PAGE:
W3C home > Mailing lists > Public > public-webapi@w3.org > May 2007

Re: [XMLHttpRequest] update from the editor

From: Maciej Stachowiak <mjs@apple.com>
Date: Tue, 8 May 2007 15:16:29 -0700
Message-Id: <CD2D18F8-5A3E-444A-A1BE-0D0D03FA8322@apple.com>
Cc: Anne van Kesteren <annevk@opera.com>, Bjoern Hoehrmann <derhoermi@gmx.net>, "Web API WG (public)" <public-webapi@w3.org>
To: Jonas Sicking <jonas@sicking.cc>

On May 8, 2007, at 1:25 PM, Jonas Sicking wrote:

> Anne van Kesteren wrote:
>>>>  * text/xsl has been added as a MIME type that causes
>>>>    responseXML to return a Document object (if the resource
>>>>    can indeed be parsed according to the XML specfications.)
>>>>    Again, for compatibility reasons.
>>> There is no need for the draft to encourage use of unregistered  
>>> media
>>> types, and there is very little need for the draft to apply non-XML
>>> treatment to media types like application/smil which are defined for
>>> use with XML documents. I believe it is entirely sufficient and more
>>> appropriate to state, for example, "If the internet media type in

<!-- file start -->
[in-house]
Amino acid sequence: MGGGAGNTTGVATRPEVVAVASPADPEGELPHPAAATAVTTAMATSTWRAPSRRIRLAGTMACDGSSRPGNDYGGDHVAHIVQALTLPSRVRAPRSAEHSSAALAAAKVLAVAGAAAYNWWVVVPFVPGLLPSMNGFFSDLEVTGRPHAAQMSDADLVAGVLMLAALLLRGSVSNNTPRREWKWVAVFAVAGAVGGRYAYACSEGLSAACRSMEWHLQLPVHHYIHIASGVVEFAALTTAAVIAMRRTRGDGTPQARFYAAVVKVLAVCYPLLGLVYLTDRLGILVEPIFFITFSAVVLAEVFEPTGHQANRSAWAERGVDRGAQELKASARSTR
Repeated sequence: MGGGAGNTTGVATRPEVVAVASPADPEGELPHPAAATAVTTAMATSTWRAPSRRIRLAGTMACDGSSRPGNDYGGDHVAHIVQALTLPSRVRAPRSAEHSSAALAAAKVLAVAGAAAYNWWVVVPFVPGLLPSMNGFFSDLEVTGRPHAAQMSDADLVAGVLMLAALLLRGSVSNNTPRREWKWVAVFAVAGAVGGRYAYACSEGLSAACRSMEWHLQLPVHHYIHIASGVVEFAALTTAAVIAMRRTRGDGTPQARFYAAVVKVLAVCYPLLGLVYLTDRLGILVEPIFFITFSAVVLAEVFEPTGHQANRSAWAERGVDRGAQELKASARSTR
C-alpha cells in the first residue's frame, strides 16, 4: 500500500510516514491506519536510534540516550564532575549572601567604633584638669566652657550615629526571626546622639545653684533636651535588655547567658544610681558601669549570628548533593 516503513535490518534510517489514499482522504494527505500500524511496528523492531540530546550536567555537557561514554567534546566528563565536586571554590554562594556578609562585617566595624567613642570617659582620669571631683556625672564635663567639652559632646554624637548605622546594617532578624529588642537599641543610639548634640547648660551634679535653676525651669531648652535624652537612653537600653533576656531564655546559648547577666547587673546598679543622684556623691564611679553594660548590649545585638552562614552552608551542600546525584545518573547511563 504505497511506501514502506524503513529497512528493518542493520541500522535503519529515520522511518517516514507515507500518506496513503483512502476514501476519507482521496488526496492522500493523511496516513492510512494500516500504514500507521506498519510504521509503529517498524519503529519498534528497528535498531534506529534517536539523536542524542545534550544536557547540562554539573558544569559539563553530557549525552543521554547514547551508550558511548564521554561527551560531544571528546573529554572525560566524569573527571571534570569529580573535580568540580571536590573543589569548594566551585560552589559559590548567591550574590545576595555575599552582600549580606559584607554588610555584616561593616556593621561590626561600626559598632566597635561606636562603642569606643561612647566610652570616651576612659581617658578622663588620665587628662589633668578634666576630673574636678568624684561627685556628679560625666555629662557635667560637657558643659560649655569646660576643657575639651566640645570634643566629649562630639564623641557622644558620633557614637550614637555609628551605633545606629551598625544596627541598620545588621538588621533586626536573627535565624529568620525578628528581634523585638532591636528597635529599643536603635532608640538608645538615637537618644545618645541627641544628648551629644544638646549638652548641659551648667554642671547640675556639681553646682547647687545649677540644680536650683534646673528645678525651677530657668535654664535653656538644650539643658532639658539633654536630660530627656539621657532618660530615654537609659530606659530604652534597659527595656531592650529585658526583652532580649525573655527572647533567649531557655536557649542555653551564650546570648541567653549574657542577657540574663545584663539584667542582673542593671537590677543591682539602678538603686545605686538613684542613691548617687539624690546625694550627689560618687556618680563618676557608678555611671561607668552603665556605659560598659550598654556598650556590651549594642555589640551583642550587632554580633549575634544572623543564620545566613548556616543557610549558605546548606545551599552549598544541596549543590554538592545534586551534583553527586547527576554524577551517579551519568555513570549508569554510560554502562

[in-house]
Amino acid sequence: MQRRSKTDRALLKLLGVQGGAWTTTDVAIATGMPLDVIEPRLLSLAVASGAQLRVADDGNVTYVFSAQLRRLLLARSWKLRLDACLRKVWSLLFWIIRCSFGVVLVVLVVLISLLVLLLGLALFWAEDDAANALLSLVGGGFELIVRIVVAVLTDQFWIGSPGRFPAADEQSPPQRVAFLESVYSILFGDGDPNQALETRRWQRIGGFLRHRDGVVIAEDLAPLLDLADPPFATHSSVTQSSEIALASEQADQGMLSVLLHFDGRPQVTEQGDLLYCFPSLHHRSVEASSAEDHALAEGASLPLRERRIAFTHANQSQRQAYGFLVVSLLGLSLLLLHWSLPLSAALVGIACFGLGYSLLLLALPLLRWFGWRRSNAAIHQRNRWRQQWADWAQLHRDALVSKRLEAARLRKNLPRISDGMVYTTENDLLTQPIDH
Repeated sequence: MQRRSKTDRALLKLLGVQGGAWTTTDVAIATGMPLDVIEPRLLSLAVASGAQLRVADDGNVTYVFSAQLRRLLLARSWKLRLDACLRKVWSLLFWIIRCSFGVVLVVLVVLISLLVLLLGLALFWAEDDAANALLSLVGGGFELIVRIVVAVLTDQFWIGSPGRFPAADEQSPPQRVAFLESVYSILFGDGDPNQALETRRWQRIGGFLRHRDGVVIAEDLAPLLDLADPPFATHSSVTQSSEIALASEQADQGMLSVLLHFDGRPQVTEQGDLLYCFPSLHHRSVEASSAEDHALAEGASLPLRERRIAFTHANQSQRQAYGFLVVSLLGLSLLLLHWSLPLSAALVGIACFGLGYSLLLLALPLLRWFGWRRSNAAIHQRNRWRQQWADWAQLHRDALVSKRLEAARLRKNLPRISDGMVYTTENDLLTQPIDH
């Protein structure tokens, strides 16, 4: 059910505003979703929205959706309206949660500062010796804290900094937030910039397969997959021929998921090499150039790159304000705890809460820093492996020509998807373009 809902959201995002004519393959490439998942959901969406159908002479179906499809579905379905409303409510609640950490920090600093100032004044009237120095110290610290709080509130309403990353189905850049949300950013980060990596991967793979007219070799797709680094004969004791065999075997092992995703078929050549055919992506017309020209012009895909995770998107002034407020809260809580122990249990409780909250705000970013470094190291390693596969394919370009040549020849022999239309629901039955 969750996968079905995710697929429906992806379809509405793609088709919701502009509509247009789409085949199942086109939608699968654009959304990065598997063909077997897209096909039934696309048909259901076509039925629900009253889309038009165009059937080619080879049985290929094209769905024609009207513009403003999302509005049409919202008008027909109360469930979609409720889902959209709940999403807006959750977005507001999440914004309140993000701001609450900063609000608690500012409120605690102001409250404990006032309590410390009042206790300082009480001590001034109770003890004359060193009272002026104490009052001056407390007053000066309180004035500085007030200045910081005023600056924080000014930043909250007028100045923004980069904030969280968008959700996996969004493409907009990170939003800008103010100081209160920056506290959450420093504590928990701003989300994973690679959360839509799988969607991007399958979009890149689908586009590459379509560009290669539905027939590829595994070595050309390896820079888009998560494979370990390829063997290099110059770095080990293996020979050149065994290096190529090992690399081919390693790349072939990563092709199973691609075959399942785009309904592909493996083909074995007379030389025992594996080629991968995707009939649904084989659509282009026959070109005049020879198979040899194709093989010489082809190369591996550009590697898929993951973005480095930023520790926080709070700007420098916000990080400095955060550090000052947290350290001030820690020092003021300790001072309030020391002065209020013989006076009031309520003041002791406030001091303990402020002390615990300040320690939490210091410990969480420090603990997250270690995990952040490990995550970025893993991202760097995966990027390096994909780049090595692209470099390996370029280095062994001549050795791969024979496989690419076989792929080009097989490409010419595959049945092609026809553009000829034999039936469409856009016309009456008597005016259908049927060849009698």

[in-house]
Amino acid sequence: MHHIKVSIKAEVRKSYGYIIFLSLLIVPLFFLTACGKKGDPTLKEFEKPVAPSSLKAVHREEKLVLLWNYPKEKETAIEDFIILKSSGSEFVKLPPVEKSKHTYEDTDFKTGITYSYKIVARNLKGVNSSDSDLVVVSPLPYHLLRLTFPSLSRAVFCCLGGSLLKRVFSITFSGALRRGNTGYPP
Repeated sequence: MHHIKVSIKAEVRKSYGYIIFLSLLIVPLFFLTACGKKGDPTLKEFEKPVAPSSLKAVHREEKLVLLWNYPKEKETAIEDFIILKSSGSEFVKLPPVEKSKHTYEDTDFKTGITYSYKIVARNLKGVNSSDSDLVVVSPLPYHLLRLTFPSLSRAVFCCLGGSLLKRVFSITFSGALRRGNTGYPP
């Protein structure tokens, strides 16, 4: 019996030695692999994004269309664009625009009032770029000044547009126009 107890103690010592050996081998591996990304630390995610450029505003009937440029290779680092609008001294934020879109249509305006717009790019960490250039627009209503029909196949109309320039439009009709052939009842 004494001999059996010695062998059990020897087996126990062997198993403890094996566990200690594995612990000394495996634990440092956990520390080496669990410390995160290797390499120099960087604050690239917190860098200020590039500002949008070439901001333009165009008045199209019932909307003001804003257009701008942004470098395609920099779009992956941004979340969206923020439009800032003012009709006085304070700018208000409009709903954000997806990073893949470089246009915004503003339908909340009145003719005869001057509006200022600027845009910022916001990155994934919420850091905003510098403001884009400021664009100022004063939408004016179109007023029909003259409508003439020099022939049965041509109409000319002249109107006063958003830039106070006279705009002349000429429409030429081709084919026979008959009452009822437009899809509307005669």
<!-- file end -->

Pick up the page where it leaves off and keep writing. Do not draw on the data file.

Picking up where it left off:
>>> the
>>> Content-Type header indicates the entity body is an XML  
>>> document, ...".
>> Vendors have indicated they would like to have defined what that  
>> would mean, which is what the draft now tries to say. This indeed  
>> excludes (now obsolete?) MIME types such as application/smil but I  
>> don't think that will cause a problem in practice. If it does, I  
>> suppose we should get implementation feedback during CR.
> I think it's inappropriate to have an absolute list like the spec  
> has now. Ideally I'd like to use the wording Bjoern suggested, but  
> if we absolutely have to list mimetypes why not do something like:
> If there is no content type, or the content type is one that the UA  
> considers to be an XML type ... . At least the following types  
> SHOULD[1] be considered XML types; application/xml, text/xml, text/ 
> xsl and any type ending in +xml.
> [1] not sure if it should be a MUST or SHOULD requirement.

It should be a MUST because:

- We want test cases to cover it.
- There's no sensible reason to let a UA to not treat any of the  
listed types as XML if it supports XML at all, if at least some UAs do.

I'm also not sure of the benefit of letting the UA treat arbitrary  
other types as XML besides those listed. Modern XML MIME types should  
all be following the +xml convention. And clearly for  
interoperability we want it to be the case that the UA MUST NOT treat  
text/html or text/plain or image/png as XML types. What types are  
there where it would be acceptable for the UA to go either way?

Received on Tuesday, 8 May 2007 22:16:45 UTC

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